Upgrade to remove ads
Terms in this set (24)
A long poem that tells a story, usually a folk tale or legend, in rhyme. Often set to music.
Concrete poems are "shape poems". The words, letters, and format of the poem along with the visual and the phonetic are used to get across the meaning.
A short poem of intense feeling and emotion. NOT set to music.
A poem that tells a story, narratives may or may not rhyme.
A piece of literature where the relationships between words is emphasized, used to create a collective impact on the reader/listener.
Repeated consonant sounds at the beginning of a series of words. Example: The wet waves wavered. The "w" is repeated.
Word that sound like what they mean. Example: "buzz".
A direct comparison between two items. Example: that dog has baby soft fur. Comparing the dogs fur to a baby's.
A comparison between between a non human item and a human so that the non human item is given human characteristics. Example: the tree stretched its arms to the sky.
A comparison between two disimilar things using "like" or "as". Example: the bedroom was as dark as an abyss.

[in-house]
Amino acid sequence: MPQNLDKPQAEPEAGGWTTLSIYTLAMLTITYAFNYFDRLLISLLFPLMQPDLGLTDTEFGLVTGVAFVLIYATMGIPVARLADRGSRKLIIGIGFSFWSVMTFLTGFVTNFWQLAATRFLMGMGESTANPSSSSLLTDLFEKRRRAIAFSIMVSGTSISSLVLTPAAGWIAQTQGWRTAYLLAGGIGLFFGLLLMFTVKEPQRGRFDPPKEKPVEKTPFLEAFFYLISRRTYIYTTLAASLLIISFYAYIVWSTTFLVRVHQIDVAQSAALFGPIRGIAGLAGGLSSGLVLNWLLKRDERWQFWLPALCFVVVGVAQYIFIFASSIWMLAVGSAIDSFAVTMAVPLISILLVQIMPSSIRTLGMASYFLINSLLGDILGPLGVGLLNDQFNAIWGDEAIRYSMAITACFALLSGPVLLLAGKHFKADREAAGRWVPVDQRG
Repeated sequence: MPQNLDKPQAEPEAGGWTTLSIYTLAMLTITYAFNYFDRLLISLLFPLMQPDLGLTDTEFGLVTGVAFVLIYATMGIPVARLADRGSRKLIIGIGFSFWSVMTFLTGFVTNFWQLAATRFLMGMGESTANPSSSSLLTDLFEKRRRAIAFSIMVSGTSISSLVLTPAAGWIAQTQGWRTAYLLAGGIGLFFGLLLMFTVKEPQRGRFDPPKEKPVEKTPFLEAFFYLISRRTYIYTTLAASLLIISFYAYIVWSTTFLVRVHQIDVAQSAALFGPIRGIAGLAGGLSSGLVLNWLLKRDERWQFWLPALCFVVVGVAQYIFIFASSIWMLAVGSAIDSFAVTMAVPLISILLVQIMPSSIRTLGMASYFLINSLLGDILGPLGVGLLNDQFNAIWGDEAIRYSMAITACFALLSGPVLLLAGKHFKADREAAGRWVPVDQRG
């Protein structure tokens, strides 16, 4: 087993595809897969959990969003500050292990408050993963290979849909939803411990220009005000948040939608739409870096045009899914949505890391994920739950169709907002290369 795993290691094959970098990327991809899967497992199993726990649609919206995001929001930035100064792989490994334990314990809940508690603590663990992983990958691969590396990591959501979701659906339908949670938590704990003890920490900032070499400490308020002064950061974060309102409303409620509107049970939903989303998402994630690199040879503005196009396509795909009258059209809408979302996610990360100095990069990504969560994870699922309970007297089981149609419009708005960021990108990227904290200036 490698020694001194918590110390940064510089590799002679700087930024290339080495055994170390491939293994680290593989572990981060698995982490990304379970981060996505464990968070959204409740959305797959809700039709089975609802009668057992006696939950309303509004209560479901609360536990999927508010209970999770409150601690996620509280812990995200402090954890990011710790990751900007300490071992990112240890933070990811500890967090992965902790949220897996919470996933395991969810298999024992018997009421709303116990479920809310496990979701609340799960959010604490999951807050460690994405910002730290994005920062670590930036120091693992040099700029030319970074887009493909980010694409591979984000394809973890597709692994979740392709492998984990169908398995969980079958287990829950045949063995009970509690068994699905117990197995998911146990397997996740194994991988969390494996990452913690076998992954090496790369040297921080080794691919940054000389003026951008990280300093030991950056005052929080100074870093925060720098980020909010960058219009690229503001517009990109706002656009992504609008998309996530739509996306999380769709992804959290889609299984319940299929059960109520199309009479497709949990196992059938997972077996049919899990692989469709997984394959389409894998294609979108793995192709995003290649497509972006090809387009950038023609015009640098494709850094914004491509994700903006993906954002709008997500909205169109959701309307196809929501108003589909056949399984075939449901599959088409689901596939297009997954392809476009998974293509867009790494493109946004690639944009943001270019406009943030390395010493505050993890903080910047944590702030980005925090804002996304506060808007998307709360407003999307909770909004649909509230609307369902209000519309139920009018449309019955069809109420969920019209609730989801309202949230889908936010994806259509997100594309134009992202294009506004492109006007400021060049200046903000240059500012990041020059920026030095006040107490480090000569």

A deliberate exaggeration to make a point. Example: she was hungry enough to eat a horse.
The opposite of hyperbole.
Two lines of poetry that rhyme.
Four lines of poetry that have a rhyme scheme.
Another word for "verse".
A paragraph of writing in a poem. Also know as a "stanza".
An iamb is two syllables. The first is unstressed and the second is stressed. The words "giraffe" and "destroy" are example of iambs. Five iambs in a line is iambic pentameter. Iambs are also known as feet.
When sounds match at the end of lines of poetry, it is considered rhyming. Example: "Up above the world so high / like a diamond in the sky".
The pattern of rhyme in a poem, indicated with letters of the alphabet. Example: "Twinkle, twinkle, little star / How I wonder what you are / Up above the world so high / Like a diamond in the sky" is an AABB rhyme scheme.
A pattern of sound in a poem, it may be a regular
pattern (such as iambic pentameter) or irregular (such as free verse).
A saying that isn't mean to be taken literally. If taken literally it doesn't make sense. Example: You're the apple of my eye.
"A thousand Paradises / in an apple blossom." Is an example of...
"Endless wealth, / I thought, / held out its arms to me." Is an example...
"Love is a young green willow / shimmering at the bare woods edge." Is an example of...
YOU MIGHT ALSO LIKE...
Literary Terms: Poetry Terms
Figurative Language Terms
The Elements of Poetry Study Guide
OTHER SETS BY THIS CREATOR
Tell Tale Heart
Vocabulary 1-4 Foundations